Our audit was conducted by Cure53 in the first few months of this year, and the overall message we received from them was very positive. The auditors found no critical errors, determined that all of the first lines of defense that we had in place were sound and affirmed that the two projects “had been created with security in mind” and that their maintainers have been “on the right track regarding security.”

They did find two vulnerabilities: one in the legacy API that was being deprecated at the time, which they labeled high severity; and then a medium severity vulnerability around validation logic and administrative APIs.

Both were issues that we wouldn’t have necessarily found ourselves, underlining the value of going through the process. While we promptly issued a release to address both vulnerabilities, the medium-level issue opened our eyes to some sharp edges in the underlying RFCs upon which the SPIFFE specifications rely. The result was that it could be easy to confuse one SPIFFE ID for another, and showed that it may be possible to encounter a surprising situation, which is not something you want in a security project.

We presented the problem to our specification group and asked them to look at how we could change our rules and restrictions to work around (or even completely avoid) the conditions that are likely to result in surprise. That turned out to be a multi-month effort that we’ve only just completed. It took a lot of digging down into the edge cases and trying to try to devise the safest approach possible. We built tooling to both record current behavior and measure it after we applied certain changes to make sure we understood exactly what behavior was changing and why, and to make sure there weren’t any regressions. Finally, it was important for us to determine  a path forward that would ensure that other similar software projects implementing SPIFFE don’t run into the same sort of problems that we did.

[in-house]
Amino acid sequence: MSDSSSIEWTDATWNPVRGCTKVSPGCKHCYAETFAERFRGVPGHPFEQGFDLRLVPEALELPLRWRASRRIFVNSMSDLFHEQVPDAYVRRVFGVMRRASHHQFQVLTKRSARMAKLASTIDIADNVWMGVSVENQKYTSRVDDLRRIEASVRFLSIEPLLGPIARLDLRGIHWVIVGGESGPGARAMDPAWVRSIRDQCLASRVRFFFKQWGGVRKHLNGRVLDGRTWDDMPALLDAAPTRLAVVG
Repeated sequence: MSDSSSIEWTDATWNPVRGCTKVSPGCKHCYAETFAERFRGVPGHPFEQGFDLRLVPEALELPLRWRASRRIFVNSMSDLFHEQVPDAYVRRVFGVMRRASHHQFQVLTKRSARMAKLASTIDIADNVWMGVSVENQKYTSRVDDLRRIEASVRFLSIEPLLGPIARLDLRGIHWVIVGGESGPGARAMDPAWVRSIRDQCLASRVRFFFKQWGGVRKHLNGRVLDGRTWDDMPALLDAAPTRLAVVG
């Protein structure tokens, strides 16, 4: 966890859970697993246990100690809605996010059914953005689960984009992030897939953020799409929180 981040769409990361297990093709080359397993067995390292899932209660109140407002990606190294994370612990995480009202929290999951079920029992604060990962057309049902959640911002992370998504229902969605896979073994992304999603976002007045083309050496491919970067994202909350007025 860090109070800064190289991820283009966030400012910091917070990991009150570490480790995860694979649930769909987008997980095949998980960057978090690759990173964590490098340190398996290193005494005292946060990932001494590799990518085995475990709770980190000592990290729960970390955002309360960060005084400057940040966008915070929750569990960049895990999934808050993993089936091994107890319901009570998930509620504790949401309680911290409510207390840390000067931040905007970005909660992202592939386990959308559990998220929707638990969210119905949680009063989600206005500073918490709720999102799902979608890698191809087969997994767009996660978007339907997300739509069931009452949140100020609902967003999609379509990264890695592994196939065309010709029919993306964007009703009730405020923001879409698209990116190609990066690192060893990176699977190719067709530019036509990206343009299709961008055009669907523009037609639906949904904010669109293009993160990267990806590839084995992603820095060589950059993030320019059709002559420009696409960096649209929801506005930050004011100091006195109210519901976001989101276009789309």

Responding to the audit gave our maintainer team the opportunity to run through a full-on security response procedure, and we’re now updating our procedures to incorporate what we learned from the experience.